No one wants to wake up to a flooded house or basement or the inconvenience of a daily shower without hot water. However, many people aren’t aware of how long their water heater should last or the signs that it needs to be replaced.
What is the average lifespan of a water heater? That depends on several factors, such as the type of water heater, its location, and the type and amount of water it uses. There’s no clear-cut answer to the question due to the number of models available, the amount of use, and the pH of the local water supply. The following information may help you determine if your water heater is nearing the end of its lifespan or if there’s another problem that needs to be addressed.
What are the Different Types of Water Heaters?
The two main types of water heaters are those with a storage tank and those without one. However, there are several categories in those two types, and the type of water heater you have will play a major role in its lifespan. Some of the more common types include:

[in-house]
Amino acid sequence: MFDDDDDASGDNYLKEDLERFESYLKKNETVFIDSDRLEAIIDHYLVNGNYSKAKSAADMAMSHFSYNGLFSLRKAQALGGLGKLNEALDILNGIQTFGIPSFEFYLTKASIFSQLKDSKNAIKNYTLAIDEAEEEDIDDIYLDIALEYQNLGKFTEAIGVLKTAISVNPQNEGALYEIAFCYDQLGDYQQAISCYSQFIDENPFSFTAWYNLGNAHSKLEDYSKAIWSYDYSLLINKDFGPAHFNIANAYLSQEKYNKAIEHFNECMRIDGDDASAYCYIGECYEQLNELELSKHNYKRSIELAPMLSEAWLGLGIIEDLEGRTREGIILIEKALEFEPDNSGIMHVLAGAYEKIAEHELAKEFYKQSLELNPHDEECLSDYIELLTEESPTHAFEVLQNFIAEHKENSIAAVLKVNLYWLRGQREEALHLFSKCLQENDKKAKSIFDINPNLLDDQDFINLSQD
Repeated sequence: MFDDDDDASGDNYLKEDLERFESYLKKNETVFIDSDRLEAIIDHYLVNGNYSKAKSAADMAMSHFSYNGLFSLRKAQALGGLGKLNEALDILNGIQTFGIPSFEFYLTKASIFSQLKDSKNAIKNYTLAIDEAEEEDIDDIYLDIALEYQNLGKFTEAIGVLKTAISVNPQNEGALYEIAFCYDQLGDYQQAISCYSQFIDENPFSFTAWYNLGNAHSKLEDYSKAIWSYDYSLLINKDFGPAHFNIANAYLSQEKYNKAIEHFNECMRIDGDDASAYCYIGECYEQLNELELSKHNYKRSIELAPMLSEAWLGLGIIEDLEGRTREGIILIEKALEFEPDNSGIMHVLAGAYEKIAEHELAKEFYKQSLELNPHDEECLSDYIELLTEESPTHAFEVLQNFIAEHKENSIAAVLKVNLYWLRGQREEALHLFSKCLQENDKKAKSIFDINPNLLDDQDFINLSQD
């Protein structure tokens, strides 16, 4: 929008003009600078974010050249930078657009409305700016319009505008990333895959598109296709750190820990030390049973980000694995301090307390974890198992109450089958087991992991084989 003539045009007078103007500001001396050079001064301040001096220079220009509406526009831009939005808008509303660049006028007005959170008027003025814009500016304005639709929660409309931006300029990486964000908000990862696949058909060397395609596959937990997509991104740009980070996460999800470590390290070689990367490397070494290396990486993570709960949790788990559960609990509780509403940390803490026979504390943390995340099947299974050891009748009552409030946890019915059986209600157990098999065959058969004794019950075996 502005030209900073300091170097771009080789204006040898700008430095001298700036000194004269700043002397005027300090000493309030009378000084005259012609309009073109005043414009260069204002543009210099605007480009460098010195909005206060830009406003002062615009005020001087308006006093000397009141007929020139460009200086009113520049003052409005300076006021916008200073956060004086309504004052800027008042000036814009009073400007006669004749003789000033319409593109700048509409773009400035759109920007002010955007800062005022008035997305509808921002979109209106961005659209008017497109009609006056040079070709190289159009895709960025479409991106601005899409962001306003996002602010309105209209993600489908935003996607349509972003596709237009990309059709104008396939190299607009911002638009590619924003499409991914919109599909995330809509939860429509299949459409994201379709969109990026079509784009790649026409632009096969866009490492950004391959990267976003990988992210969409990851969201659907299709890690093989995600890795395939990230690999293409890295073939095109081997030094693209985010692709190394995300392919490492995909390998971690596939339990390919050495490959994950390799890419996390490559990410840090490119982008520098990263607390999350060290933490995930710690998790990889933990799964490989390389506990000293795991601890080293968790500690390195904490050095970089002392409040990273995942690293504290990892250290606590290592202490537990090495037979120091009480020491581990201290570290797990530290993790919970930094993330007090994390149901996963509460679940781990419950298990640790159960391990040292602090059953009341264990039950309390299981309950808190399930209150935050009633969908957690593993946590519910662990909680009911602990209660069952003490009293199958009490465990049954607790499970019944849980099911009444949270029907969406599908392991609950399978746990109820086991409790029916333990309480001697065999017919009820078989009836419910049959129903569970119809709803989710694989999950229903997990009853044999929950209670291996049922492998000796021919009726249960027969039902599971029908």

Consider the type of water heater when you’re deciding whether to repair or replace.
Storage Water Heaters
This is the most common type of water heater, especially for residential applications. As its name implies, a storage water heater maintains a large, glass-lined steel or stainless steel vat of water at a predetermined temperature. It provides hot water in the amount of time it takes the water to traverse the pipes. Unfortunately, you’re limited to the amount of hot water in the storage tank; when it’s gone, you’re stuck with cold water. In addition, the water is kept hot 24/7 whether you use the hot water or not, so this type of water heater is not always energy efficient. Since it’s in constant use, it may have a shorter lifespan than some other types.
Typical lifespan: 10 to 15 years
Variables affecting lifespan: Hardness or softness of the water, the mineral content of the water, and the volume of water used
Tankless Water Heaters
A tankless water heater, sometimes referred to as an on-demand water heater, generally has a longer lifespan than a storage type because no water is stored, so there’s no liner to corrode or break down. In addition, since hot water is generated only when needed, a tankless water heater is typically considered more efficient than the storage tank models.